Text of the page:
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The Dow Jones Industrial Average and rose on Monday as gains in Berkshire Hathaway buoyed the broader financials sector.
The 30-stock index gained 190.87 points to close at 25,461.70 while the S&P 500 climbed 0.6 percent to 2,738.31.
Berkshire Hathaway's Class B shares climbed 4.7 percent after Warren Buffett's conglomerate disclosed over the weekend it bought back nearly $1 billion of its own shares in August. Financials rose 1.4 percent while Citigroup and Bank of America gained 2.1 percent and 0.6 percent, respectively. J.P. Morgan Chase advanced 0.7 percent.
The Dow also climbed as Chevron shares jumped 3.7 percent to lead the energy sector higher. Chevron rose after Credit Suisse upgraded it to outperform from neutral, noting the company has a compelling free cash flow and valuation.
But the Nasdaq Composite fell 0.4 percent to 7,328.85 as Apple and Amazon both fell more than 2 percent.
Apple shares fell after Rosenblatt Securities downgraded Apple amid expectations of lower iPhone sales. This is Apple's second downgrade since it released its latest quarterly report. The stock is down more than 8 percent in that time period.
Amazon's stock pulled back after President Donald Trump said the administration was looking into antitrust violations committed by the e-commerce giant.
Wall Street also looked ahead to the U.S. midterm elections scheduled for Tuesday, which could send ripples throughout capital markets.
Democrats are expected to regain control of the House while Republicans hold on to a slim majority in the Senate. This outcome is largely seen as positive for markets since, historically, U.S. stocks have posted solid gains during government gridlock.
If the GOP maintains a majority in both chambers, it could give stocks a short-term boost as it increases the likelihood of further tax cuts. Meanwhile, a so-called Democratic sweep could pressure stocks as it could lead to a reversal of some of the policies passed by the GOP to boost the economy in the near term.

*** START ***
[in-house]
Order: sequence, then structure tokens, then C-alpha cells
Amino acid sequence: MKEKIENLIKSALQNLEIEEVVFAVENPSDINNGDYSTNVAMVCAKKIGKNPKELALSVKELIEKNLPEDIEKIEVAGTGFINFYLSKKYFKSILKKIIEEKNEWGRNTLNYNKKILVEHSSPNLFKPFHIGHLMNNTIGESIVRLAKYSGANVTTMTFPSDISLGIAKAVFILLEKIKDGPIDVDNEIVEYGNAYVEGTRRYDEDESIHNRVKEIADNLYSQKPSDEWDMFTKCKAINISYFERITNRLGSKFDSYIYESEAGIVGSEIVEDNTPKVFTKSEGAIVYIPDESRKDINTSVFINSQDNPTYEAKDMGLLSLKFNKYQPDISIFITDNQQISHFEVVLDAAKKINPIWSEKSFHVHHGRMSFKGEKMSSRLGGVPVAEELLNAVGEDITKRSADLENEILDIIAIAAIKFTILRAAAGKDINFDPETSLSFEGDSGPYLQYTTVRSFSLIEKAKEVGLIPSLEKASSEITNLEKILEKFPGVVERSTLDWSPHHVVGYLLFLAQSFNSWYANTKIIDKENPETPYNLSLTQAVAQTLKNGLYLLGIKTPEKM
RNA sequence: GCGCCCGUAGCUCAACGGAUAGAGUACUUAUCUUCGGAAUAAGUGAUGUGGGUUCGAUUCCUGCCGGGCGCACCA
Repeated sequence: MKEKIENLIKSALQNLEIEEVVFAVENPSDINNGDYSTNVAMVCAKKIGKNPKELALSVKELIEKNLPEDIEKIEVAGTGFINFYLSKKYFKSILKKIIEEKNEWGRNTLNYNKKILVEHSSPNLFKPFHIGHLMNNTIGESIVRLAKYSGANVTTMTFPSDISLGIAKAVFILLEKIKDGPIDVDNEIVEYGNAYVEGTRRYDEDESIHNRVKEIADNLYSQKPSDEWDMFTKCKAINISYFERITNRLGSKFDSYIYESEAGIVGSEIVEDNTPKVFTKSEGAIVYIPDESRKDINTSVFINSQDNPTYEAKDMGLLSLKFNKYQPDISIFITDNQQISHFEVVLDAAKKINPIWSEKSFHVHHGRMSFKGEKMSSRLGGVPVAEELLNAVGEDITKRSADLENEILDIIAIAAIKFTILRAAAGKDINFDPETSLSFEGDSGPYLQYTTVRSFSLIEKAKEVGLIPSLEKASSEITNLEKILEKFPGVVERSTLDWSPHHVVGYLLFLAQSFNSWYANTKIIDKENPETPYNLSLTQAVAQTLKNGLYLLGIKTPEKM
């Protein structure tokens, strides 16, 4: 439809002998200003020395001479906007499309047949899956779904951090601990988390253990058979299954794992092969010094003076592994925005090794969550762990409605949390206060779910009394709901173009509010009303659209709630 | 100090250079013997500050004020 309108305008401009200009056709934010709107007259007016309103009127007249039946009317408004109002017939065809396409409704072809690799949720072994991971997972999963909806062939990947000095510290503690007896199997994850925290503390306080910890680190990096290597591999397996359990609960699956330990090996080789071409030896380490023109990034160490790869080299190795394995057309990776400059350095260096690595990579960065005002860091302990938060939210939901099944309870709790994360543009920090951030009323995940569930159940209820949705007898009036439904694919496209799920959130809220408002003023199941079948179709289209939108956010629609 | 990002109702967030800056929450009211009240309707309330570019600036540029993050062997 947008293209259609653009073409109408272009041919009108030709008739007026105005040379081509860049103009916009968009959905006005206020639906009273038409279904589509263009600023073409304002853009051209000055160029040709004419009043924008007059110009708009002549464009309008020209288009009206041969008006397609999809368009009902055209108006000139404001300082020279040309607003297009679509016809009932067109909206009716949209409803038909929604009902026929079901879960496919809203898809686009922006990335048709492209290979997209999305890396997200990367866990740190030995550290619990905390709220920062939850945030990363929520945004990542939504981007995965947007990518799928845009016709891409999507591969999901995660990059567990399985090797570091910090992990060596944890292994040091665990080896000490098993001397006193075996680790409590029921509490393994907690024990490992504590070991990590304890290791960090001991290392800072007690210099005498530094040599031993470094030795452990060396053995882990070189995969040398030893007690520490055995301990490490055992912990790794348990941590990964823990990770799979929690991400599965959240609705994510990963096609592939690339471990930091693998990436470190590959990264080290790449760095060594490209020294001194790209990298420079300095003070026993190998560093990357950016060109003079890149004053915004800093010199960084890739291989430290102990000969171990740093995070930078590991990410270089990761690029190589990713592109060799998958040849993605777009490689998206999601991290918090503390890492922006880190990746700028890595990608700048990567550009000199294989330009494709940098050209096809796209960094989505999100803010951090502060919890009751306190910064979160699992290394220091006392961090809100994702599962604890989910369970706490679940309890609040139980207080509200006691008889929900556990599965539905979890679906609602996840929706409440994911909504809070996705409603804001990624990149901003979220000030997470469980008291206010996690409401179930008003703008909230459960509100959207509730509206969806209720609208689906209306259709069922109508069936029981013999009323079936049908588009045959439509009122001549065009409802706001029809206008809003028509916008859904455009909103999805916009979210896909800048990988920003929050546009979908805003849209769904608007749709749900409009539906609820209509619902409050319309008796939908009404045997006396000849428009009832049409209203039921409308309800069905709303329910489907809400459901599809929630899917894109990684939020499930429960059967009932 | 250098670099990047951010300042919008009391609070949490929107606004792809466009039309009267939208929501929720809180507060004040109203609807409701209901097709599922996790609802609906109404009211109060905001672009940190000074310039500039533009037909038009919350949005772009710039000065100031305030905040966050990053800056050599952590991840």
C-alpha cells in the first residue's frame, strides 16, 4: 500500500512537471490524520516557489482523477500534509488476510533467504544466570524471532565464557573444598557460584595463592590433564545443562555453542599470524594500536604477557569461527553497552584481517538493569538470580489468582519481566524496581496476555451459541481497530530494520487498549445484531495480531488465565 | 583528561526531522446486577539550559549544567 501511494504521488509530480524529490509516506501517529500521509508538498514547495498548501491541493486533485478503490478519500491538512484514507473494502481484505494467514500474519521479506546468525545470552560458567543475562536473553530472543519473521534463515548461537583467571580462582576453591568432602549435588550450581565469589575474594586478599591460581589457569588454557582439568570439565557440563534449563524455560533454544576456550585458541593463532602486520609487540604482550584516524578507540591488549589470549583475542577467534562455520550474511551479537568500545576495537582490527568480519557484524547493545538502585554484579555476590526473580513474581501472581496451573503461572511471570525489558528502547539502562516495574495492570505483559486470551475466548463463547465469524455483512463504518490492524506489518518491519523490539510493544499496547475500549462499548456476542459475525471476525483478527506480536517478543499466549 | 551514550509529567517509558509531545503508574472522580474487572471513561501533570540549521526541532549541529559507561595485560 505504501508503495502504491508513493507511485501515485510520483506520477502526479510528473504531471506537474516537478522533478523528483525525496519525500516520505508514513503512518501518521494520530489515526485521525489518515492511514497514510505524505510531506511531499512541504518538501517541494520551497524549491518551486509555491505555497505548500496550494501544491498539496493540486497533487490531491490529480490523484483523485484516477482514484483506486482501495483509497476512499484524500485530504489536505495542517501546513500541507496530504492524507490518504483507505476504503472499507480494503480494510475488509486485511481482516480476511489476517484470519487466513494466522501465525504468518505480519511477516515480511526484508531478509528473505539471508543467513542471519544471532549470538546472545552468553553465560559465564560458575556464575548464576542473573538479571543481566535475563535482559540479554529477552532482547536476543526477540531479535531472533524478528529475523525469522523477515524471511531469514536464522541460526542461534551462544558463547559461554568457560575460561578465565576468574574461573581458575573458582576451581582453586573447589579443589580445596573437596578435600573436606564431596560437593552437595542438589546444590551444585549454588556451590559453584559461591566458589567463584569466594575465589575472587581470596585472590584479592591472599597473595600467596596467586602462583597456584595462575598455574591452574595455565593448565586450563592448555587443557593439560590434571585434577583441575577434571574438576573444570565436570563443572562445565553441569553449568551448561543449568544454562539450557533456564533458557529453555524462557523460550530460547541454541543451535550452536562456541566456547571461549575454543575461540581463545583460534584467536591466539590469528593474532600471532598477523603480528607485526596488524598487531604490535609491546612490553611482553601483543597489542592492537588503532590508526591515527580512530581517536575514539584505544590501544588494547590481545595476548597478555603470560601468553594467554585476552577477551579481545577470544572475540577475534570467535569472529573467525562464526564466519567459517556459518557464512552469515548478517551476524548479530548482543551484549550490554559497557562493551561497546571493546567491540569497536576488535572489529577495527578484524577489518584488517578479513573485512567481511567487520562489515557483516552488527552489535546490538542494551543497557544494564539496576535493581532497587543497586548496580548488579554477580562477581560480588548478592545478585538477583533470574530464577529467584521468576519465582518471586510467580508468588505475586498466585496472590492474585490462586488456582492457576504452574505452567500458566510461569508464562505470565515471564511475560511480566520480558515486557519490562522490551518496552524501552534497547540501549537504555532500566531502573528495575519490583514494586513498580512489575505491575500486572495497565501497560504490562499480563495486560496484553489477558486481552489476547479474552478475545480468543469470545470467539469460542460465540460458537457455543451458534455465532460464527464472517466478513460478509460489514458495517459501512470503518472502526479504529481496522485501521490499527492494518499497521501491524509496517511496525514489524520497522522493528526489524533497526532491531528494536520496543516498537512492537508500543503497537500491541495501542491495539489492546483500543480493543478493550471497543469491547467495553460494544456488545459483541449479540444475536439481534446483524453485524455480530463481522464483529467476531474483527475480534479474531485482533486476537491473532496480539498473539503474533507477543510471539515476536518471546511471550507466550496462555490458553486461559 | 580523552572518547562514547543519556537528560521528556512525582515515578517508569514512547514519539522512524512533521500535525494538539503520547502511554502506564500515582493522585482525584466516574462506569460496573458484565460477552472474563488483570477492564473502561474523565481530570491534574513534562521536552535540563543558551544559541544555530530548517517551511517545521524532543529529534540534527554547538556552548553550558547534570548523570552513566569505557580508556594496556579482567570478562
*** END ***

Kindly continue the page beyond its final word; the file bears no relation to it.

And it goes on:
The Democrats were leading with a 7 point advantage ahead of the contest, according to an NBC News/Wall Street Journal poll released Sunday.
"There's a lot of headlines that investors are going to have to sift through this week ," said Ryan Nauman, market strategist at Informa Financial Intelligence. "With everything going on, I expect more volatility" as we get closer to the election.
However, Nauman thinks the volatility should subside after the election. "After the last five midterms, markets have done pretty well after the elections."
Investors are also grappling with uncertainty on the trade front. Stocks were hit with a wild bout of volatility during Friday's trading session amid conflicting comments and reports on global trade. President Donald Trump's economic advisor Larry Kudlow told CNBC there was "no massive movement to deal with China," contradicting an earlier report that Trump had asked officials to prepare a draft for a U.S.-China trade deal.
On Monday, Chinese President Xi Jinping reiterated his rhetoric against protectionism and commitment to free trade in a speech. Xi said his country was pursuing "a new round of high-standard opening up" to broaden market access to the rest of the world.
Investors have been jittery since the start of the fourth quarter as worries about rising interest rates, slowing earnings growth and lingering trade fears have dented sentiment. The Cboe Volatility index, widely considered the best gauge of fear in the market, is up more than 60 percent this quarter.
"The stock market currently faces many challenges," said Jim Paulsen, chief investment strategist at The Leuthold Group, in a note to clients. "But could it also lose its earnings story? … Indeed, if sales only rise 5% next year (more in line with nominal global GDP growth), even a very mild contraction in profit margins could shockingly cause earnings to fall."
"Saying farewell to a trusted friend and guardian (solid profitability) is never easy, and if the numerous challenges listed above remain while earnings disappoint, the stock market may yet have further to fall," Paulsen said.
—CNBC's Ryan Browne contributed to this report.